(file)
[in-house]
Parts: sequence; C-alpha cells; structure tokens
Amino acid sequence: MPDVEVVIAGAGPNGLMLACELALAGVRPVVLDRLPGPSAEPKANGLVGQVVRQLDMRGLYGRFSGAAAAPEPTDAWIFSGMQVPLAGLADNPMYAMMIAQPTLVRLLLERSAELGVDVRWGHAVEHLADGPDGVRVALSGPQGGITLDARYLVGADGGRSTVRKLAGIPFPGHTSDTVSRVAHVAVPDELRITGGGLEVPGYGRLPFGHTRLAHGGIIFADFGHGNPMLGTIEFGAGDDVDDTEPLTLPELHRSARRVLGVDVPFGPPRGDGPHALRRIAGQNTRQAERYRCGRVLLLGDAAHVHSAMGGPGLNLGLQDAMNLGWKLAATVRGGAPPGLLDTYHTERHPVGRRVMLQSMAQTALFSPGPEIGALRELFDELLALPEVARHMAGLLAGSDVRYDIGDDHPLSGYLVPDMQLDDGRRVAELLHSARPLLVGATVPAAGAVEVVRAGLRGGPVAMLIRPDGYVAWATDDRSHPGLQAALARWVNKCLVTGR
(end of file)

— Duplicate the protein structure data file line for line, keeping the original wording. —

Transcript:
[in-house]
Parts: sequence; C-alpha cells; structure tokens
Amino acid sequence: MPDVEVVIAGAGPNGLMLACELALAGVRPVVLDRLPGPSAEPKANGLVGQVVRQLDMRGLYGRFSGAAAAPEPTDAWIFSGMQVPLAGLADNPMYAMMIAQPTLVRLLLERSAELGVDVRWGHAVEHLADGPDGVRVALSGPQGGITLDARYLVGADGGRSTVRKLAGIPFPGHTSDTVSRVAHVAVPDELRITGGGLEVPGYGRLPFGHTRLAHGGIIFADFGHGNPMLGTIEFGAGDDVDDTEPLTLPELHRSARRVLGVDVPFGPPRGDGPHALRRIAGQNTRQAERYRCGRVLLLGDAAHVHSAMGGPGLNLGLQDAMNLGWKLAATVRGGAPPGLLDTYHTERHPVGRRVMLQSMAQTALFSPGPEIGALRELFDELLALPEVARHMAGLLAGSDVRYDIGDDHPLSGYLVPDMQLDDGRRVAELLHSARPLLVGATVPAAGAVEVVRAGLRGGPVAMLIRPDGYVAWATDDRSHPGLQAALARWVNKCLVTGR